Moon Rock

Moon Rock
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69,-
E-Bok
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Format E-Bok
Kopisperre Teknisk DRM
Filformat ePUB
Utgivelsesår 2017
Forlag Sai ePublications
Språk Engelsk
ISBN 9781304972088
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Om Moon Rock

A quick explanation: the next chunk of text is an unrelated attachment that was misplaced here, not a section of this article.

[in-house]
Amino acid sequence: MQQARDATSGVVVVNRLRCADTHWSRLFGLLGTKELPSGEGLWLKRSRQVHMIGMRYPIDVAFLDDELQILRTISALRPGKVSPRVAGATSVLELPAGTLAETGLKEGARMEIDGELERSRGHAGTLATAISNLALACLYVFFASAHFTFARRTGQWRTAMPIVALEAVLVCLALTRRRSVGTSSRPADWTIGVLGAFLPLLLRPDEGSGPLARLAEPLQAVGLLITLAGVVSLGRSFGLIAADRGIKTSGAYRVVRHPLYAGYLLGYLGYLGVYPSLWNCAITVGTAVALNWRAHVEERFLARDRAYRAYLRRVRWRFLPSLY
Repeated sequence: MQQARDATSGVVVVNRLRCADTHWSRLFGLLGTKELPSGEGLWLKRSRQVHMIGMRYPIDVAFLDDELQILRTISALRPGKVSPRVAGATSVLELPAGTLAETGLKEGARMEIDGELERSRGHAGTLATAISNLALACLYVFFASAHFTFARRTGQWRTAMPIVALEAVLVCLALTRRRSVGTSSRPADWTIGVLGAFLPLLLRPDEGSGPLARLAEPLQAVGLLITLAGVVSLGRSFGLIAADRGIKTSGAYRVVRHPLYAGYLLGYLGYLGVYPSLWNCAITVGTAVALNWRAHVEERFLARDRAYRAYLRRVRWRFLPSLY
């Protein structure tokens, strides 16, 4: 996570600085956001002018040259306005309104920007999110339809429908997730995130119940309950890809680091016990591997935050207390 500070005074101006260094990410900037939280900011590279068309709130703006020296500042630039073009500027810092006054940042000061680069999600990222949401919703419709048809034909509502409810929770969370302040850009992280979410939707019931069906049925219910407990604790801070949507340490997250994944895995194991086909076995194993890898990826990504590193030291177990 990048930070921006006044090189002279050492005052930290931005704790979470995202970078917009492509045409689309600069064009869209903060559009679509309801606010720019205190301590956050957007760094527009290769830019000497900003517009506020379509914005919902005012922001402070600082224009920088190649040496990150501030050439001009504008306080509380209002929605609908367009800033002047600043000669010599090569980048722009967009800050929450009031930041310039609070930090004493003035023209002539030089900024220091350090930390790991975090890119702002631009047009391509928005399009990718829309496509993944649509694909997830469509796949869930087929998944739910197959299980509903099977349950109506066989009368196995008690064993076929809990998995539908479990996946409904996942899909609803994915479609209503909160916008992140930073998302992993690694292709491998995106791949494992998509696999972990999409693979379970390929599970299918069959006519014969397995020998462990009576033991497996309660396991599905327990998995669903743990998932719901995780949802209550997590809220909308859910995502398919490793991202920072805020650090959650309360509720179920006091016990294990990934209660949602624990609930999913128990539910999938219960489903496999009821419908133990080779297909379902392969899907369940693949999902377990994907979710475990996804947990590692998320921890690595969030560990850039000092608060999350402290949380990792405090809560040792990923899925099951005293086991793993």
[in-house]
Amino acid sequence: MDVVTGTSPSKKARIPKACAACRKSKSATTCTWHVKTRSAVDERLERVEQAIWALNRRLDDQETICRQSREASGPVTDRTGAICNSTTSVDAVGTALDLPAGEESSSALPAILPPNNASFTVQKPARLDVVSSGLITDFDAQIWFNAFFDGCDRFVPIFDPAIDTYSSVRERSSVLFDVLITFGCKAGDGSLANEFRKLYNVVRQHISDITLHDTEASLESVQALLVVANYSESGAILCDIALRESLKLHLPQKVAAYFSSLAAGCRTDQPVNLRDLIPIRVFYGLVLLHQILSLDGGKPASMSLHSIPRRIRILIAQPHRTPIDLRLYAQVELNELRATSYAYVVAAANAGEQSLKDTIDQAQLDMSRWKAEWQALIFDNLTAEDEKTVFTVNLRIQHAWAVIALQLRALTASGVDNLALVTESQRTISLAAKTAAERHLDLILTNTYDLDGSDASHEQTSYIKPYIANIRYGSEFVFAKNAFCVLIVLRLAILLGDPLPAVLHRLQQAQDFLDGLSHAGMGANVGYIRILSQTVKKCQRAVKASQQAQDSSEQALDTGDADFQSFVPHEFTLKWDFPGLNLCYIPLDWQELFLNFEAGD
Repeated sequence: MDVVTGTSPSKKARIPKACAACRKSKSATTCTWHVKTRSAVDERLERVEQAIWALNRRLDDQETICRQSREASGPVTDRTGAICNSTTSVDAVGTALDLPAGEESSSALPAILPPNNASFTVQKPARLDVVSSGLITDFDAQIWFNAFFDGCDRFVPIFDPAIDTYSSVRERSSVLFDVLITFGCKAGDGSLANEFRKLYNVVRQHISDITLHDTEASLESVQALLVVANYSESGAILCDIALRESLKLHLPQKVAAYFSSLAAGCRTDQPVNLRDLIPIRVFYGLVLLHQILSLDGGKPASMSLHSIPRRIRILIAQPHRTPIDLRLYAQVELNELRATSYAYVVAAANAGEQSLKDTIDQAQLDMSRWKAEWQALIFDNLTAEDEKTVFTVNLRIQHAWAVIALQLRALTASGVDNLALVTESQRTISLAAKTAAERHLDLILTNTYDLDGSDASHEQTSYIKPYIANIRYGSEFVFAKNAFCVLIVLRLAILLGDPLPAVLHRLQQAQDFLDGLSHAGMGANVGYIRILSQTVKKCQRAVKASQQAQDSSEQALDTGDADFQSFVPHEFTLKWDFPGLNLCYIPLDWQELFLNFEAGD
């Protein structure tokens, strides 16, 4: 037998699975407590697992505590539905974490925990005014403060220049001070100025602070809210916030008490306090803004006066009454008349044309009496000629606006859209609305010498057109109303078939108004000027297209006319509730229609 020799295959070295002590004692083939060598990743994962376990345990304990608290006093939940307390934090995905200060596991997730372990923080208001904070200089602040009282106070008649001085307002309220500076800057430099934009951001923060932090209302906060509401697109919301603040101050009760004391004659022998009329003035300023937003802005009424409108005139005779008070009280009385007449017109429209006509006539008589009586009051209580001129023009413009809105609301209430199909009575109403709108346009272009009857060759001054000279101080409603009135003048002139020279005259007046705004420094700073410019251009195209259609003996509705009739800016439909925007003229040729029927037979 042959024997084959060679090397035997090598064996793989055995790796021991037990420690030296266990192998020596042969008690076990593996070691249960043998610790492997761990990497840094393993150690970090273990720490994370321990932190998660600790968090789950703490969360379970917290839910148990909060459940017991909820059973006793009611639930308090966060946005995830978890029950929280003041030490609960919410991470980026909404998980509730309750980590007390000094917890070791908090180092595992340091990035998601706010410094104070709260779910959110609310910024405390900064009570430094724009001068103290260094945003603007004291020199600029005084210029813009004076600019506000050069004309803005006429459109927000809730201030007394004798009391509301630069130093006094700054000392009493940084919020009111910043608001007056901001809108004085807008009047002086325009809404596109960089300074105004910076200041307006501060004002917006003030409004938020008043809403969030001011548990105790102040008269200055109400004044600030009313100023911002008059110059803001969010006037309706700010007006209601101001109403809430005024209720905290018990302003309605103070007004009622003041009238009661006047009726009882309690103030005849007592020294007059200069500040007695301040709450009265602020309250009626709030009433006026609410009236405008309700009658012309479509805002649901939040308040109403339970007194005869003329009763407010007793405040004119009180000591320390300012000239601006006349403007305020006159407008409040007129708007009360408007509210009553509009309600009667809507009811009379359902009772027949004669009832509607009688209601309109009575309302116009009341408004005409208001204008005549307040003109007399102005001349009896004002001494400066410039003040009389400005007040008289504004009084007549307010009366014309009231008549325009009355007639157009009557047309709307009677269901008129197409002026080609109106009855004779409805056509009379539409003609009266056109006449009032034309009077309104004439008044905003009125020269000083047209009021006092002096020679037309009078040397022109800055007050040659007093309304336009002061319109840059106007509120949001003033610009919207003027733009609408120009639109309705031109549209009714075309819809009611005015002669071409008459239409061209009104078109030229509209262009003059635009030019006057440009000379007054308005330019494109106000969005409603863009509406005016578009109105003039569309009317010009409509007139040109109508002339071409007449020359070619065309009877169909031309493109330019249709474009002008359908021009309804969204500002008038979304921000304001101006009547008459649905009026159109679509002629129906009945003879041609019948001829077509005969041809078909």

The voice of the clergyman intoned the last sad hope of humanity, the final prayer was said, and the mourners turned away, leaving Mrs. Turold to take her rest in a bleak Cornish churchyard among strangers, far from the place of her birth and kindred.The fact would not have troubled her if she had known. In life she had been a nonentity; in death she was not less. At least she could now mix with her betters without reproach, free (in the all-enveloping silence) from the fear of betraying her humble origin. Debrett's Peerage was unimportant in the grave; breaches of social etiquette passed unnoticed there; the wagging of malicious tongues was stopped by dust.Her husband lingered at the grave-side after the others had departed. As he stood staring into the open grave, regardless of a lurking grave-digger waiting to fill it, he looked like a man whose part in the drama of life was Care. There was no hint of happiness in his long narrow face, dull sunken eyes, and bloodless compressed lips. His expression was not that of one unable to tear himself away from the last glimpse of a loved wife fallen from his arms into the clutch of Death. It was the gaze of one immersed in anxious thought.The mourners, who had just left the churchyard, awaited him by a rude stone cross near the entrance to the church. There were six-four men, a woman, and a girl. In the road close by stood the motor-car which had brought them to the churchyard in the wake of the hearse, glistening incongruously in the grey Cornish setting of moorland and sea.The girl stood a little apart from the others. She was the daughter of the dead woman, but her head was turned away from the churchyard, and her sorrowful glance dwelt on the distant sea. The contour of her small face was perfect as a flower or gem, and colourless except for vivid scarlet lips and dark eyes gleaming beneath delicate dark brows. She was very young-not more than twenty-but in the soft lines of her beauty there was a suggestion of character beyond her years. Her face was dreamy and wayward, and almost gipsy in type. There was something rather disconcerting in the contrast between her air of inexperienced youth and the sombre intensity of her dark eyes, which seemed mature and disillusioned, like those of an older person. The slim lines of her figure had the lissome development of a girl who spent her days out of doors.She stood there motionless, apparently lost in meditation, indifferent to the bitter wind which was driving across the moors with insistent force."Put this on, Sisily."


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